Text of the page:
You can’t be what??

One of the things I have had to learn to do while speaking to my English counterparts is to try and quickly process what I think they might mean when they throw a new word, phrase or concept at me.  Most of the time I can piece together bits of the conversation an get the gist of what they must have been saying without asking a terribly daft question to further remind them that I am clearly not from around here.


One of the best examples of that is with one of my favourite sayings here which is ‘I can’t be arsed’ this essentially means that you can’t muster up the effort/be bothered to do something, whether that something is making dinner, replying to an email or going to work, it’s a great saying.   Aaah its Friday I can’t be arsed to work, let’s go to the pub. 

 

Anyway when said with a proper English accent, to me, it sounds like they were saying ‘I can’t be asked’.  Which makes sense doesn’t it?  You are so tired/lazy/hungover that even if someone ASKED you to do something, you still couldn’t be bothered…makes sense right?  During one of my attemptsto fit in with the English folk, I emailed a colleague around lunchtime and said something like ‘oh I can’t be asked to go out for lunch as its raining too hard….to which I got a reply “…asked??? Don’t you mean arsed?”  ….. “Oh wait, oops clearly I did mean arsed must have been a typo..hehe”.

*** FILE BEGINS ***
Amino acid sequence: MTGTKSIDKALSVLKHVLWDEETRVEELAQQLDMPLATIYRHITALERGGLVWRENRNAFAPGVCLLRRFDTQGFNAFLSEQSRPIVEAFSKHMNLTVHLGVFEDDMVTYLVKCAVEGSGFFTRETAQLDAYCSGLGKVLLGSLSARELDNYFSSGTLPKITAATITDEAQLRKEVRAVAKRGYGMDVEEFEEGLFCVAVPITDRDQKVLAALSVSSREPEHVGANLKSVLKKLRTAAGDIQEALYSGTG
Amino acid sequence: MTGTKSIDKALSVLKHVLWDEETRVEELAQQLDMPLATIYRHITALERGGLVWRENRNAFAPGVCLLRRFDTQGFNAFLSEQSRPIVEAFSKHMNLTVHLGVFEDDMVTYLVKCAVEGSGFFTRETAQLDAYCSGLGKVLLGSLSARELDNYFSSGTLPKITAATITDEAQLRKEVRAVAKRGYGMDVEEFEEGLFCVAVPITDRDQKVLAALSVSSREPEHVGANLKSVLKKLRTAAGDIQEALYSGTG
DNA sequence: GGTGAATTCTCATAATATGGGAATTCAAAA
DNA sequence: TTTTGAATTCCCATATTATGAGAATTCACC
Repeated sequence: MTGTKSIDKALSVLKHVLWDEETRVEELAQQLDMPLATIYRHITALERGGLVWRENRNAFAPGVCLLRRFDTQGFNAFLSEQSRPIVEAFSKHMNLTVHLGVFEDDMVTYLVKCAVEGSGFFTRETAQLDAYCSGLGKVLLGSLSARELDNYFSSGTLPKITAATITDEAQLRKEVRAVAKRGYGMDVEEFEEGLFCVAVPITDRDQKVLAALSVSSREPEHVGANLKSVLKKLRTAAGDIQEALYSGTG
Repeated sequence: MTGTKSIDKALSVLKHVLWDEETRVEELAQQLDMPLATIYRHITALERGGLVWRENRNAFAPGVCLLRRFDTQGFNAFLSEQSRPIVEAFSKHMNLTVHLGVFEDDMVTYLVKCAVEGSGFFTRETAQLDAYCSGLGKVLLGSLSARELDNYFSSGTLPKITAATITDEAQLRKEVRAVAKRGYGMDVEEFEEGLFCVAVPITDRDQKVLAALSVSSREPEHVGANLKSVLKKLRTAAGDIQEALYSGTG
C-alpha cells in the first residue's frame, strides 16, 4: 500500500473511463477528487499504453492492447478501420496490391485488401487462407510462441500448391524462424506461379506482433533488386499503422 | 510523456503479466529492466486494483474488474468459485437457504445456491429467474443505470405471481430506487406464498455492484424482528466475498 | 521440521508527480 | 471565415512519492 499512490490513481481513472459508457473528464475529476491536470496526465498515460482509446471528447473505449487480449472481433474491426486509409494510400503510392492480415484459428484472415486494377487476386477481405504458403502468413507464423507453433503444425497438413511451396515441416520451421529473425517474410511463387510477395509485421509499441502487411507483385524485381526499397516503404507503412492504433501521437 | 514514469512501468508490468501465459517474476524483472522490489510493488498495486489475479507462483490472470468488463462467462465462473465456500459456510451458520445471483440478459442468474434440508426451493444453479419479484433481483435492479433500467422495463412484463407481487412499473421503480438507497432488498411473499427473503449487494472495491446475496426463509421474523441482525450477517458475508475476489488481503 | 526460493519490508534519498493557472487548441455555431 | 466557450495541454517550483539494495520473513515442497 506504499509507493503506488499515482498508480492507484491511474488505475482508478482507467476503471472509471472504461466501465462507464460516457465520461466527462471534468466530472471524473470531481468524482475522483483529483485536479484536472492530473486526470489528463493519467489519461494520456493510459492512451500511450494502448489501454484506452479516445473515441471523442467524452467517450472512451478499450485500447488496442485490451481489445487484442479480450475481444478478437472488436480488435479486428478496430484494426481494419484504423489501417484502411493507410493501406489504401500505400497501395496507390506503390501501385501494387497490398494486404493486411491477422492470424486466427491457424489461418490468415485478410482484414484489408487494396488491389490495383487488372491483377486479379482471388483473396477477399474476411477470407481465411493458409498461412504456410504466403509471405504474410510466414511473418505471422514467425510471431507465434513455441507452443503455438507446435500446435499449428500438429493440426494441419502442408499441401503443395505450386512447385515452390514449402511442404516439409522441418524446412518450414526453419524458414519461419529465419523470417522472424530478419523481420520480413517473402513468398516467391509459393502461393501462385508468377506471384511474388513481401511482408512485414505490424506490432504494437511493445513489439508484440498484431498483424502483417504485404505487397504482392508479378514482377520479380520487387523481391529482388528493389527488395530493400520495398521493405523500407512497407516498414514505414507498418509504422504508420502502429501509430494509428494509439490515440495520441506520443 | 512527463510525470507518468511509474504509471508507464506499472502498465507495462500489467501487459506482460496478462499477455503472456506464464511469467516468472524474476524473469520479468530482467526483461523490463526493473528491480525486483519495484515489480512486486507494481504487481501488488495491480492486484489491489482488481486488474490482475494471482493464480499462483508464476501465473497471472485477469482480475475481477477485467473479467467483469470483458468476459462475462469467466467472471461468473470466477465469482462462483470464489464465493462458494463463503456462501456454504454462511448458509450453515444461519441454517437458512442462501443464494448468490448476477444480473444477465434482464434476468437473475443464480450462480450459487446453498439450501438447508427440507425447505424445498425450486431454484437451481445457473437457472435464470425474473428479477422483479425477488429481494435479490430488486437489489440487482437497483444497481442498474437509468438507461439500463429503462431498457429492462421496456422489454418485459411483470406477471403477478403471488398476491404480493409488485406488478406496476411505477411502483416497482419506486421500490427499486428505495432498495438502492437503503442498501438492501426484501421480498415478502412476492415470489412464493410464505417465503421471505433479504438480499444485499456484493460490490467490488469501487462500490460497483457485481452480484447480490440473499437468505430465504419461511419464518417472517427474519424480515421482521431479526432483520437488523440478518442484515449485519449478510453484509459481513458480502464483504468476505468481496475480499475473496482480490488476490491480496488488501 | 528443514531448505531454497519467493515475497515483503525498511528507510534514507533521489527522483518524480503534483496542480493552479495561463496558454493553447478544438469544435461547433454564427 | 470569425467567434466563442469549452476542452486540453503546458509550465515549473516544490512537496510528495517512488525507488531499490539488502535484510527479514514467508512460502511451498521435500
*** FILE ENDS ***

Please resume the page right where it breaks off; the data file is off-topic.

At which point I realized I had this fancy new saying all wrong –  but how much more sense does arsed make? What does arsed mean? The past tense of your butt?  Hmm anyway I still can’t bring myself to say it as with an ‘American’ accent “I can’t be arsed” just sounds stupid.  I think that is one saying I will keep to my email communications only…at least until my full English accent kicks in, which should be any day now.

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3 Responses to You can’t be what??

  1. Corey says:

    This saying is perfect as I watch a crew clean up our front and backyard for spring!

  2. Dean Thake says:

    The phrase “I can’t be asked” is orginally from Southern England and has since

    been changed to the slang “I can’t be arsed”. The origins of this phrase can be

    seen on wikipedia;
    http://en.wikipedia.org/wiki/American_and_British_English_differences
    under the title “idiosyncratic differences”

    You can see further proof of this at the Eggcorn wesbite here;

    http://eggcorns.lascribe.net/english/422/asked/

    and from Professor John Wells blog from the department of speech sciences at UCL;

    http://www.phon.ucl.ac.uk/home/wells/blog0609.htm

    (see the blog post dated Thu 7 sept 2006)

    I just Hope you can be asked to read them….

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